Ali Yang ’22, William Yue ’22, and Nathan Xiong ’22 were recognized as the Top 300 semifinalists in the Regeneron Science Talent Search (S.T.S.). According to its website, Regeneron S.T.S. is one of the nation’s oldest and most prestigious science and math competitions and is open exclusively for high school seniors.
In this program, students showcase extensive research of a mathematical or scientific field through a cohesive research paper. Students who are selected as one of the Top 300 Scholars receive a $2,000 reward, qualifying them to compete for the Top 40 finalists with prize money of $25,000 and a trip to Washington to display and present their research. In addition, Andover will receive $2,000 for each Scholar nominated to use for STEM-related purposes.
Yue’s research focused on applying combinatorics—an area of math primarily concerned with counting—and complex analysis—an area of math primarily concerned with functions of complex number variables—to theoretical computer science. He researched and developed an algorithm that could reconstruct some unknown data from a minimal number of noisy copies of that data.
“The problem of interest is called Trace Reconstruction. The idea is that you have some data and you want to reconstruct this data. You don’t know what the data is, but you can try to look at the data. However, when you try to do so, some of the data goes missing. Each piece of data goes missing with some probability, or chance. Basically, you can look at [the data many] times, and each time, some different pieces might go missing. And then from those many observations, you want to reconstruct what the original data was. You [also] want to minimize the number of times you have to look at the data,” said Yue.
Yue continued, “This has a lot of applications in computational biology. For example, you can take DNA sequencing. The sequencer may make a mistake when you try to sequence the DNA or some piece of the DNA mutates for some reason, and you want to recover what it originally said.”
Yang, another Andover student who was named a Top 300 Scholar, worked on machine learning for cancer genetics, a topic she was inspired to delve further after her summer project at the Research Science Institute. The project expands on already existing technology in an innovative and applicable way by developing a machine learning model which matches genetic data with diagnoses written in English.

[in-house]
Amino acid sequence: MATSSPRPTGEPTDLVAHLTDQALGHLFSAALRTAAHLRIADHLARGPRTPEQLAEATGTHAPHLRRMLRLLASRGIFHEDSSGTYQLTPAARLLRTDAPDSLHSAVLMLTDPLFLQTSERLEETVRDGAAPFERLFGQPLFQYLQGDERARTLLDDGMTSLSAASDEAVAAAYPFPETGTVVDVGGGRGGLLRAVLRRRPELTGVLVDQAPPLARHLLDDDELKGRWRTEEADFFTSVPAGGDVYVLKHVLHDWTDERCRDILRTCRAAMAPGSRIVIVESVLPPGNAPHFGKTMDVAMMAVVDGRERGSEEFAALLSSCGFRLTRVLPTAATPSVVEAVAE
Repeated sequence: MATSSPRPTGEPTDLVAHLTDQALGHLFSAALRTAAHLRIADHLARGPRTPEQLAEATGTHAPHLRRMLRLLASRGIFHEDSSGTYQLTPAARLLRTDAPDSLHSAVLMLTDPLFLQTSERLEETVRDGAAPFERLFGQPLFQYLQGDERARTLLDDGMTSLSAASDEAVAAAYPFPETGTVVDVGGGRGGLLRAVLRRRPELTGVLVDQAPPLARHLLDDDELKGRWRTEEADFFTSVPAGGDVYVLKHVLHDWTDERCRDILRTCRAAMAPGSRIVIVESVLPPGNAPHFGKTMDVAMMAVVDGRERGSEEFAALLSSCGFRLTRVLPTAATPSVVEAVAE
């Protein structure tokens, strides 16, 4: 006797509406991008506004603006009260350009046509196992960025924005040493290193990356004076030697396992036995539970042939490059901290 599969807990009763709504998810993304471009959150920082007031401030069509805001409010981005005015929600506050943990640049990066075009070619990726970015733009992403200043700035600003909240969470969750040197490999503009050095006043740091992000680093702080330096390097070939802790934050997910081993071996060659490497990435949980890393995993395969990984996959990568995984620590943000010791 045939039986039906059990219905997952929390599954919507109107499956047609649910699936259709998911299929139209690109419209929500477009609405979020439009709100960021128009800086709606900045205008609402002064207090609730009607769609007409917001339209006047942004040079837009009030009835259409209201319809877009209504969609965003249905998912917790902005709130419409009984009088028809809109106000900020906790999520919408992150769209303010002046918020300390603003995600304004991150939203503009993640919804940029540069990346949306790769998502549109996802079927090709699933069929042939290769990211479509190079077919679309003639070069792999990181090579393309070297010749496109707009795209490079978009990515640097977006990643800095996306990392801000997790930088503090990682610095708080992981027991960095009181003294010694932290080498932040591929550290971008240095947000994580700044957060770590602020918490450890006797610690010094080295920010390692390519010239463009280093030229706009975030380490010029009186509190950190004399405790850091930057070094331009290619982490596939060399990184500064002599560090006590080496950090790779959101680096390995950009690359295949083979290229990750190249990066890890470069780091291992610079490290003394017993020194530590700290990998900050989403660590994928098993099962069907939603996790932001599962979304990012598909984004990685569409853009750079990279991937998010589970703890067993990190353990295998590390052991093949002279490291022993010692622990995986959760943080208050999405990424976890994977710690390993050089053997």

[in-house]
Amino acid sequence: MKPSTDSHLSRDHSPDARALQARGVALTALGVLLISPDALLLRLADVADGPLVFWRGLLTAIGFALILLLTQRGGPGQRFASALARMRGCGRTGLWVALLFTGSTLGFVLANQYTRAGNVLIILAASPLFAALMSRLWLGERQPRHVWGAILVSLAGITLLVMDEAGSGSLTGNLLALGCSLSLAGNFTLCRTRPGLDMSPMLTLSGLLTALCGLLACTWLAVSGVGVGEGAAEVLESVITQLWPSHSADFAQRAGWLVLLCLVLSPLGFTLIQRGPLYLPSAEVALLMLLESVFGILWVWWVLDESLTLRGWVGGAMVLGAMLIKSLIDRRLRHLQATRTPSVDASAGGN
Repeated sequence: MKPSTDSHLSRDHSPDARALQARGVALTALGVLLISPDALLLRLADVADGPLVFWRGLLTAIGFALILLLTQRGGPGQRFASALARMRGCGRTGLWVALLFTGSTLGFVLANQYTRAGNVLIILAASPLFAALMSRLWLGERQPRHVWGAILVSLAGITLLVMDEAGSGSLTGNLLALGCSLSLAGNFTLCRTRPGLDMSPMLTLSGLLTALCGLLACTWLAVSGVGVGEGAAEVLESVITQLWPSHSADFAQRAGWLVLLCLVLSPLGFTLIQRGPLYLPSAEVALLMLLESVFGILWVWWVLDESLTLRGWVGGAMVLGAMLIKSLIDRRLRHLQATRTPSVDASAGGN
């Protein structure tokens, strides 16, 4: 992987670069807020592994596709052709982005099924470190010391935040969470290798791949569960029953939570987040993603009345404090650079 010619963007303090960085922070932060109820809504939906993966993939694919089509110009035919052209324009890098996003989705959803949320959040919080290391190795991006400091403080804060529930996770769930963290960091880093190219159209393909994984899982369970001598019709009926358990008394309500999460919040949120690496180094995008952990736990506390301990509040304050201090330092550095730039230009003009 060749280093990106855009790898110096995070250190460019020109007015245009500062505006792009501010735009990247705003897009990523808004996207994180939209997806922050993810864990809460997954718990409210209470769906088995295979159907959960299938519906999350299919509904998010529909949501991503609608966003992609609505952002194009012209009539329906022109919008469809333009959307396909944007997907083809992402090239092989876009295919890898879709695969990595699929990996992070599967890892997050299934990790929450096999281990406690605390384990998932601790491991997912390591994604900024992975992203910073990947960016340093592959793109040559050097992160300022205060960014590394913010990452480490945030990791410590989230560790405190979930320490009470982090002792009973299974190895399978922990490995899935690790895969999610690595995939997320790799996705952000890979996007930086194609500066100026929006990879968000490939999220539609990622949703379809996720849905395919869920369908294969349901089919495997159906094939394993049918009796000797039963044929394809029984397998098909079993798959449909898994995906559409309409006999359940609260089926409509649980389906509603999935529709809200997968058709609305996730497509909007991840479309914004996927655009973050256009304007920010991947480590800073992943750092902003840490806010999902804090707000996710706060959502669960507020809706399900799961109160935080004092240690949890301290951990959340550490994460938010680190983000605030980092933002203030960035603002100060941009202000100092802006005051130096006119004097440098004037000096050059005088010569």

“Typically, what people do when they study cancer genetics is they take the genetics as an input to the model, then have the model predict survival or severity or some sort of proxy for whatever they want. I used a different method where instead of trying to predict such a proxy directly, my model tries to match the English text with the genetic data. For example, you give the model maybe 256 genetic samples, then 256 diagnoses in English. So each English diagnosis would be something like ‘sarcoma, size 6.5 by 4 by 2 centimeters, moderately differentiated,’ and then you match it with the most similar genetic profile out of those 256 options,” said Yang.
Xiong started his project almost a year ago at the Massachusetts Institute of Technology Program for Research in Mathematics, Engineering and Science (MIT Primes), a free after school research program for high schoolers run by MIT, working with his mentor. Xiong studied Yang-Mills Theory, an attempt to mathematically understand the Standard Model, a famous and successful model in particle physics.
“In a lot of math and physics, we want to model the world, understand how it works. There is one very popular scientific model called the Standard Model. It’s [essentially] a model of how particles interact in the universe, about the physical nature of our world. It’s a very useful and powerful theory. The very general field which I was researching in tries to ground this in mathematics. I wasn’t actually dealing with the real world, but [rather] with [a] 2-dimensional space,” said Xiong.
Each research paper is at most 20 pages long, supported by extensive amounts of data, research, and models. According to Yue, the initial processes of learning the background and applying trial and error for finding valuable ideas towards proving the results were long and tedious, with numerous challenges along the way, but with the help of his mentor, he was able to brave through the learning process.
“Math research is very tough because you have to know a lot of background in that particular problem, and usually this background is maybe even graduate-level work. But I got a lot of help from my mentor and started reading a lot of papers, gradually learning the necessary things to understand all the background. This was the first main challenge. And then, actually proving the results was [also] very difficult since there are so many possibilities for what you could do. And oftentimes, you have some idea and you try it, [then] it doesn’t work. And then you try another idea [without knowing] which idea will actually get you closer to solving the problem. So it’s just a lot of effort that has to go into it until you actually get the results,” said Yue.
For Xiong, the Top 300 Scholar nomination was surprising as he didn’t expect any awards or ranking while preparing for this research. Instead, he appreciated the opportunity in sharing his research with other scientists and students.
“[I joined] mainly for the experience. Even though I got the Top 300 Scholar, I didn’t really expect to go much further. It’s just about the experience of doing research and being able to share with other people in a comprehensible way––being comfortable with talking about what you’ve done and being able to showcase it to other scientists and other students,” said Xiong.
Editor’s Note: William Yue ’22 is a News Editor for The Phillipian.